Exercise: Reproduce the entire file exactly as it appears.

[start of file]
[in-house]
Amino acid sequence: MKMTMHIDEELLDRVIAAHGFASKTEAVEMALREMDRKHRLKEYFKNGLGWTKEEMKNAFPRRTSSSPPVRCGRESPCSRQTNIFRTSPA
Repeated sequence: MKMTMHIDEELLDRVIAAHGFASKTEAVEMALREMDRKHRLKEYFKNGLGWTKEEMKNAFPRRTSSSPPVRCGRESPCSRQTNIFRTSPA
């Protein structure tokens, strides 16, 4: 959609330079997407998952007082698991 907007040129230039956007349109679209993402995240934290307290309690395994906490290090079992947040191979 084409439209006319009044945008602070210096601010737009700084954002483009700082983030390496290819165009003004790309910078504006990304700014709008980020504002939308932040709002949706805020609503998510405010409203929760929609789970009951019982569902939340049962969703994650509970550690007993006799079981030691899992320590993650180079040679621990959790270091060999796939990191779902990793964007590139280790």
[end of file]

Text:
[in-house]
Amino acid sequence: MKMTMHIDEELLDRVIAAHGFASKTEAVEMALREMDRKHRLKEYFKNGLGWTKEEMKNAFPRRTSSSPPVRCGRESPCSRQTNIFRTSPA
Repeated sequence: MKMTMHIDEELLDRVIAAHGFASKTEAVEMALREMDRKHRLKEYFKNGLGWTKEEMKNAFPRRTSSSPPVRCGRESPCSRQTNIFRTSPA
């Protein structure tokens, strides 16, 4: 959609330079997407998952007082698991 907007040129230039956007349109679209993402995240934290307290309690395994906490290090079992947040191979 084409439209006319009044945008602070210096601010737009700084954002483009700082983030390496290819165009003004790309910078504006990304700014709008980020504002939308932040709002949706805020609503998510405010409203929760929609789970009951019982569902939340049962969703994650509970550690007993006799079981030691899992320590993650180079040679621990959790270091060999796939990191779902990793964007590139280790």